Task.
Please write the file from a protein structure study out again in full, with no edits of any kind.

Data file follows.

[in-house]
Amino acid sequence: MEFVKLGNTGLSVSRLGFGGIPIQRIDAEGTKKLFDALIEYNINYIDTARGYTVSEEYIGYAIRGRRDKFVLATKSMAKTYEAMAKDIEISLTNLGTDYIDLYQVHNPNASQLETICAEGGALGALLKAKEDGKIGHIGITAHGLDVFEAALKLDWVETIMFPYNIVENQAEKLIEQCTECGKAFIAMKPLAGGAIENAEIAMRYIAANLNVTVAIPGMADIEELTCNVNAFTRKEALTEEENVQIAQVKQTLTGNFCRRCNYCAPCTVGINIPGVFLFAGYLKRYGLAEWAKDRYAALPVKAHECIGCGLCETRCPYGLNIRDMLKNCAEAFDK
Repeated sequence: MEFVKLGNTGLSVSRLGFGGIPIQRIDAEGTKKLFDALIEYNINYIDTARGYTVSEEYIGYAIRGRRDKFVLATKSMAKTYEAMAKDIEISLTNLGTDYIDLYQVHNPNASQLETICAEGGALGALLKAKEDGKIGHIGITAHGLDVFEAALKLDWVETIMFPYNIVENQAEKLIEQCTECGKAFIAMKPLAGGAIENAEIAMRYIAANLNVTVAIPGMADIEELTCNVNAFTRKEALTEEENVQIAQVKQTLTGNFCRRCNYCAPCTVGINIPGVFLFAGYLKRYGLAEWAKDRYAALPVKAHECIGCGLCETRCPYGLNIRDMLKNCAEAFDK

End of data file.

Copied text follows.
[in-house]
Amino acid sequence: MEFVKLGNTGLSVSRLGFGGIPIQRIDAEGTKKLFDALIEYNINYIDTARGYTVSEEYIGYAIRGRRDKFVLATKSMAKTYEAMAKDIEISLTNLGTDYIDLYQVHNPNASQLETICAEGGALGALLKAKEDGKIGHIGITAHGLDVFEAALKLDWVETIMFPYNIVENQAEKLIEQCTECGKAFIAMKPLAGGAIENAEIAMRYIAANLNVTVAIPGMADIEELTCNVNAFTRKEALTEEENVQIAQVKQTLTGNFCRRCNYCAPCTVGINIPGVFLFAGYLKRYGLAEWAKDRYAALPVKAHECIGCGLCETRCPYGLNIRDMLKNCAEAFDK
Repeated sequence: MEFVKLGNTGLSVSRLGFGGIPIQRIDAEGTKKLFDALIEYNINYIDTARGYTVSEEYIGYAIRGRRDKFVLATKSMAKTYEAMAKDIEISLTNLGTDYIDLYQVHNPNASQLETICAEGGALGALLKAKEDGKIGHIGITAHGLDVFEAALKLDWVETIMFPYNIVENQAEKLIEQCTECGKAFIAMKPLAGGAIENAEIAMRYIAANLNVTVAIPGMADIEELTCNVNAFTRKEALTEEENVQIAQVKQTLTGNFCRRCNYCAPCTVGINIPGVFLFAGYLKRYGLAEWAKDRYAALPVKAHECIGCGLCETRCPYGLNIRDMLKNCAEAFDK